February 21st marks the International Mother Language Day, which has been celebrated since the year 2000 after UNESCO decided to observe the day to promote the preservation and protection of all languages used by people of the world.
The day underlines the importance of the mother tongue and its role in learning and development, as well as in preserving the cultural heritage. Learning to understand and express oneself in one’s mother tongue should indeed be a democratic right. A good command of the mother tongue is also the best ground to build on when learning other languages.
Currently it is estimated that almost half of the around 6000 languages spoken in the world may disappear by the end of this century. Many of these languages are spoken by a very small number of people – 96 % of the languages in the world are spoken by a total of 4 % of the world population.
Bengali Language Movement
The significance of choosing the date of 21st February is its connection to the Bengali Language Movement. The partition of India in 1947 resulted in a Pakistan that consisted of two parts separated by 1600 km (not sure how the British thought there, divide and rule, I guess…).
The East and the West Pakistan had little in common beside the religion (Islam) and the West dominated to such extent, that they wanted to make Urdu the only official language. The people in the East would not give up on their own language Bengali, and they stood up for their rights.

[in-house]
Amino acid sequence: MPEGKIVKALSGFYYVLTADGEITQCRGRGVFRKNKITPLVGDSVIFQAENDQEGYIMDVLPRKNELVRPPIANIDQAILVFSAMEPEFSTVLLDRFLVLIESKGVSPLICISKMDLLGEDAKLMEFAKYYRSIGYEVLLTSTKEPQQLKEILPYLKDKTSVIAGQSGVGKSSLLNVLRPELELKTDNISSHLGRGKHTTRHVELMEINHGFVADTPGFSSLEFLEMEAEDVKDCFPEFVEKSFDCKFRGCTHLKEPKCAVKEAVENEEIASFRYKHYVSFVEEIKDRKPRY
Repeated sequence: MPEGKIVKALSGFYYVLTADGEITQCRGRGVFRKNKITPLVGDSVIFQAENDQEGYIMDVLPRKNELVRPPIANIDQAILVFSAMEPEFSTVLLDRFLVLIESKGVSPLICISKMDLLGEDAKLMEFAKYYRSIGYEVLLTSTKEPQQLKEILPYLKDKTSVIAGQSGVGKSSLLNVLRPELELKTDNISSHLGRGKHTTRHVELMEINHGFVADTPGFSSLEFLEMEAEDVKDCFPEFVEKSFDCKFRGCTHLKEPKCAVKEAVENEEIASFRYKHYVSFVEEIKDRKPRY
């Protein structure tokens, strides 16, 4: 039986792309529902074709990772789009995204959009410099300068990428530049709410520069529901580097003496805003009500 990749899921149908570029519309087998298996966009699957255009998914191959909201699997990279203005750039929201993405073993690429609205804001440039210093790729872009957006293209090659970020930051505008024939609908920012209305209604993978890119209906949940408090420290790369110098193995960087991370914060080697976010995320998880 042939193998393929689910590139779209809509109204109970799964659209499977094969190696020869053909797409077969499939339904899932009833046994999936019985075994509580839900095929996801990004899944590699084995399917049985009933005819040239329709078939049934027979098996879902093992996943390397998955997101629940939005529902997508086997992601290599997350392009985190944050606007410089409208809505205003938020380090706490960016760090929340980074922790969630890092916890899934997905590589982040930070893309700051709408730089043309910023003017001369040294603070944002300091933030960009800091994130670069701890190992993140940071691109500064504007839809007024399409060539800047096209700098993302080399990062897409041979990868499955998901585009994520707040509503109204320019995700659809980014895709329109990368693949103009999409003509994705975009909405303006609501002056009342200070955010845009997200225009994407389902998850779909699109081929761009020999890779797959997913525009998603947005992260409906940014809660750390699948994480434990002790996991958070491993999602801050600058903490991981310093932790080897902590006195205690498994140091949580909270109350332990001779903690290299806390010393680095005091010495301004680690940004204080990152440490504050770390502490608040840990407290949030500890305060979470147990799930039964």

On the 21st of February 1952, university students in Dhaka were demonstrating against the Pakistani government’s decision to declare Urdu as the only national language. Several were killed while defending their right to the Bengali language.
Eventually the protests did lead to Bengali being recognised as the second official language in 1956, but the East Pakistani population continued to be under-represented in government and divisions grew when the eastern part found itself at an economic disadvantage as well. Ultimately the Bengali Language Movement led to the independence struggle and Bangladesh Liberation War, leading to East Pakistan becoming Bangladesh in 1971.
The language martyrs and the movement have been honoured by a monument called Shaheed Minar (pictured above) at the place of the massacre, and the date has been commemorated as a public holiday in the country as Martyr’s Day.
The International Mother Language Day on 21st February 2016 is marked in Stockholm in different ways, for example with different programme at libraries, including Salem al Fakir performing at the Flemingsberg library. The Bangladesh Embassy has an event at 16:00 with cultural programme and discussions.